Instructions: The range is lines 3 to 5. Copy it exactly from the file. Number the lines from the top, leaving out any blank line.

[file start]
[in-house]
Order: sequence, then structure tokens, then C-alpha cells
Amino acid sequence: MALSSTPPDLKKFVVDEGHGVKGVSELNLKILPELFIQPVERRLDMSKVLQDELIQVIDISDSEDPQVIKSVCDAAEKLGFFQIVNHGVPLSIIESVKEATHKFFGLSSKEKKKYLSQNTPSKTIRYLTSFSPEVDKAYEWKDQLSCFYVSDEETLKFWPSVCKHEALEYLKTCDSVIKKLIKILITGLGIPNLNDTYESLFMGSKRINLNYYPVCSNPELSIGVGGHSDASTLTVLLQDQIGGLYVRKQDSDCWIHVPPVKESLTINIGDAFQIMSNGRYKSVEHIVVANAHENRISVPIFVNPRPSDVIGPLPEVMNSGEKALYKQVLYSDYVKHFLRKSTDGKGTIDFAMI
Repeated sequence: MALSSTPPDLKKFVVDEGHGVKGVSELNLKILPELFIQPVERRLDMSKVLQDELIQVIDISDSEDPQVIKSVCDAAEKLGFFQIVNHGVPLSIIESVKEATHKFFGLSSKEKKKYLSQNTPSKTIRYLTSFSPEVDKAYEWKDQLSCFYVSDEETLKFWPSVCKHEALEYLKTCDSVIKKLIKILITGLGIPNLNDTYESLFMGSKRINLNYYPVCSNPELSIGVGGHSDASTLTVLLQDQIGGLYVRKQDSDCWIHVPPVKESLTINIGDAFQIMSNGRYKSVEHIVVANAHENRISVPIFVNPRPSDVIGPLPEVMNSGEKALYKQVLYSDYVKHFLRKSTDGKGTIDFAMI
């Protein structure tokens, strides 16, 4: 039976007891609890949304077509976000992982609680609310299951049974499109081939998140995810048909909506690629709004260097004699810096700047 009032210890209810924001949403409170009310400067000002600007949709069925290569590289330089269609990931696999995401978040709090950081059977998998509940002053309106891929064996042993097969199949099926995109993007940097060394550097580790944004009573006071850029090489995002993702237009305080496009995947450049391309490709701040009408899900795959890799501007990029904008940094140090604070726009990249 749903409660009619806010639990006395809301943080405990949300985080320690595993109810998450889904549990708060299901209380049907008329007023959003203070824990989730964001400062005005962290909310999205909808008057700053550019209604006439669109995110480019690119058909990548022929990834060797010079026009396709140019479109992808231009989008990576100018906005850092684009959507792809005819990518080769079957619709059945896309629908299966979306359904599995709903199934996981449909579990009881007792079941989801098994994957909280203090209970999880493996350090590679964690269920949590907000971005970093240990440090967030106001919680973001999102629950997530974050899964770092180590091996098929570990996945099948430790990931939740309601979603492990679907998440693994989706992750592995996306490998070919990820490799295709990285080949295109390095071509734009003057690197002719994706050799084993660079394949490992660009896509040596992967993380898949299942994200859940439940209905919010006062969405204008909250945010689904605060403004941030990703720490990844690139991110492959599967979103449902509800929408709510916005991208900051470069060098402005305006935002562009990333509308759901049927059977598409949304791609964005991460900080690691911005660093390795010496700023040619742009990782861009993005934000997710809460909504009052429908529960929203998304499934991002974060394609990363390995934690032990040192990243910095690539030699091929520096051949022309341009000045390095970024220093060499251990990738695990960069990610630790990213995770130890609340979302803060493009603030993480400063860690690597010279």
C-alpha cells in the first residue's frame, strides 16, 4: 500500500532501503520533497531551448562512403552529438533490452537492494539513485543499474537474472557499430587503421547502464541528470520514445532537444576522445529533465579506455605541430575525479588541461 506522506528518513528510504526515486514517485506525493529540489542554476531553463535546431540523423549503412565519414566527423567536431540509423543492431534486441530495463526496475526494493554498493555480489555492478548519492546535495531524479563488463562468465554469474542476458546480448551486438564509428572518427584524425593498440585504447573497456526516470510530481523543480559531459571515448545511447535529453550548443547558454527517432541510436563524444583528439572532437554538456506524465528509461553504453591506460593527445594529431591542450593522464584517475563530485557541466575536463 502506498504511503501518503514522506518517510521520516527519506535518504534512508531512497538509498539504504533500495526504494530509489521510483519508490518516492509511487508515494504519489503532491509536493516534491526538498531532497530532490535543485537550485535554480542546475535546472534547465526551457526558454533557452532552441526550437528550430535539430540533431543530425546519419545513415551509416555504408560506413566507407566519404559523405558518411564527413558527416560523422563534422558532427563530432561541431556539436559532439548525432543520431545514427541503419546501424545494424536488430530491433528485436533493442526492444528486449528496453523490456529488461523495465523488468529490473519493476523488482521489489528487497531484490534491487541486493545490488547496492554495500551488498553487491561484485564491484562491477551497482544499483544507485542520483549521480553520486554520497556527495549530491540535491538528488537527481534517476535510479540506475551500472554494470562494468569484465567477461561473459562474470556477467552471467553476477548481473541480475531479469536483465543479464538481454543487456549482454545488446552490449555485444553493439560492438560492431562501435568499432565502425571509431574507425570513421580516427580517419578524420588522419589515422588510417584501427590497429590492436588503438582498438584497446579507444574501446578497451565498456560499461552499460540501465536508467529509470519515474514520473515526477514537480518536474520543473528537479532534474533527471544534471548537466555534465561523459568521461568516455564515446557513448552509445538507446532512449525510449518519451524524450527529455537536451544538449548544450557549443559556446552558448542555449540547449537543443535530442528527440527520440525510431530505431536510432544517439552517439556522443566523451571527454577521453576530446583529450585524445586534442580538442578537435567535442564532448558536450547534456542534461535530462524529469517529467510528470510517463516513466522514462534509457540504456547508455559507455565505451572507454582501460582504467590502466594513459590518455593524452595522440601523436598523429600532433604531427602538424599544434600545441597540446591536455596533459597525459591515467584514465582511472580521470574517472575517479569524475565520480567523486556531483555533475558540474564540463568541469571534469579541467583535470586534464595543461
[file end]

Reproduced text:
Amino acid sequence: MALSSTPPDLKKFVVDEGHGVKGVSELNLKILPELFIQPVERRLDMSKVLQDELIQVIDISDSEDPQVIKSVCDAAEKLGFFQIVNHGVPLSIIESVKEATHKFFGLSSKEKKKYLSQNTPSKTIRYLTSFSPEVDKAYEWKDQLSCFYVSDEETLKFWPSVCKHEALEYLKTCDSVIKKLIKILITGLGIPNLNDTYESLFMGSKRINLNYYPVCSNPELSIGVGGHSDASTLTVLLQDQIGGLYVRKQDSDCWIHVPPVKESLTINIGDAFQIMSNGRYKSVEHIVVANAHENRISVPIFVNPRPSDVIGPLPEVMNSGEKALYKQVLYSDYVKHFLRKSTDGKGTIDFAMI
Repeated sequence: MALSSTPPDLKKFVVDEGHGVKGVSELNLKILPELFIQPVERRLDMSKVLQDELIQVIDISDSEDPQVIKSVCDAAEKLGFFQIVNHGVPLSIIESVKEATHKFFGLSSKEKKKYLSQNTPSKTIRYLTSFSPEVDKAYEWKDQLSCFYVSDEETLKFWPSVCKHEALEYLKTCDSVIKKLIKILITGLGIPNLNDTYESLFMGSKRINLNYYPVCSNPELSIGVGGHSDASTLTVLLQDQIGGLYVRKQDSDCWIHVPPVKESLTINIGDAFQIMSNGRYKSVEHIVVANAHENRISVPIFVNPRPSDVIGPLPEVMNSGEKALYKQVLYSDYVKHFLRKSTDGKGTIDFAMI
């Protein structure tokens, strides 16, 4: 039976007891609890949304077509976000992982609680609310299951049974499109081939998140995810048909909506690629709004260097004699810096700047 009032210890209810924001949403409170009310400067000002600007949709069925290569590289330089269609990931696999995401978040709090950081059977998998509940002053309106891929064996042993097969199949099926995109993007940097060394550097580790944004009573006071850029090489995002993702237009305080496009995947450049391309490709701040009408899900795959890799501007990029904008940094140090604070726009990249 749903409660009619806010639990006395809301943080405990949300985080320690595993109810998450889904549990708060299901209380049907008329007023959003203070824990989730964001400062005005962290909310999205909808008057700053550019209604006439669109995110480019690119058909990548022929990834060797010079026009396709140019479109992808231009989008990576100018906005850092684009959507792809005819990518080769079957619709059945896309629908299966979306359904599995709903199934996981449909579990009881007792079941989801098994994957909280203090209970999880493996350090590679964690269920949590907000971005970093240990440090967030106001919680973001999102629950997530974050899964770092180590091996098929570990996945099948430790990931939740309601979603492990679907998440693994989706992750592995996306490998070919990820490799295709990285080949295109390095071509734009003057690197002719994706050799084993660079394949490992660009896509040596992967993380898949299942994200859940439940209905919010006062969405204008909250945010689904605060403004941030990703720490990844690139991110492959599967979103449902509800929408709510916005991208900051470069060098402005305006935002562009990333509308759901049927059977598409949304791609964005991460900080690691911005660093390795010496700023040619742009990782861009993005934000997710809460909504009052429908529960929203998304499934991002974060394609990363390995934690032990040192990243910095690539030699091929520096051949022309341009000045390095970024220093060499251990990738695990960069990610630790990213995770130890609340979302803060493009603030993480400063860690690597010279």